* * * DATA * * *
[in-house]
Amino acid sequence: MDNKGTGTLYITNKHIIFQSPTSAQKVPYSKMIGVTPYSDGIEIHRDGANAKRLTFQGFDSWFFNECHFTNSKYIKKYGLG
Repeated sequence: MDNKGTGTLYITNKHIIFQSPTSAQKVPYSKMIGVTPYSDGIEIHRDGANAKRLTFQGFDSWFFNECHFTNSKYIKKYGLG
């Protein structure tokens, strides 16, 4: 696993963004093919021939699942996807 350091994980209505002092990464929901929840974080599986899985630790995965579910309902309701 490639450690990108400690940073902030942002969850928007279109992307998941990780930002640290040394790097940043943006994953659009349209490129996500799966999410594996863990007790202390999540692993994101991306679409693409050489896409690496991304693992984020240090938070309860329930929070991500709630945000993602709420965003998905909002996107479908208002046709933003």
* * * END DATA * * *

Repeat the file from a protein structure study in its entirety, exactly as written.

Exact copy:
[in-house]
Amino acid sequence: MDNKGTGTLYITNKHIIFQSPTSAQKVPYSKMIGVTPYSDGIEIHRDGANAKRLTFQGFDSWFFNECHFTNSKYIKKYGLG
Repeated sequence: MDNKGTGTLYITNKHIIFQSPTSAQKVPYSKMIGVTPYSDGIEIHRDGANAKRLTFQGFDSWFFNECHFTNSKYIKKYGLG
């Protein structure tokens, strides 16, 4: 696993963004093919021939699942996807 350091994980209505002092990464929901929840974080599986899985630790995965579910309902309701 490639450690990108400690940073902030942002969850928007279109992307998941990780930002640290040394790097940043943006994953659009349209490129996500799966999410594996863990007790202390999540692993994101991306679409693409050489896409690496991304693992984020240090938070309860329930929070991500709630945000993602709420965003998905909002996107479908208002046709933003």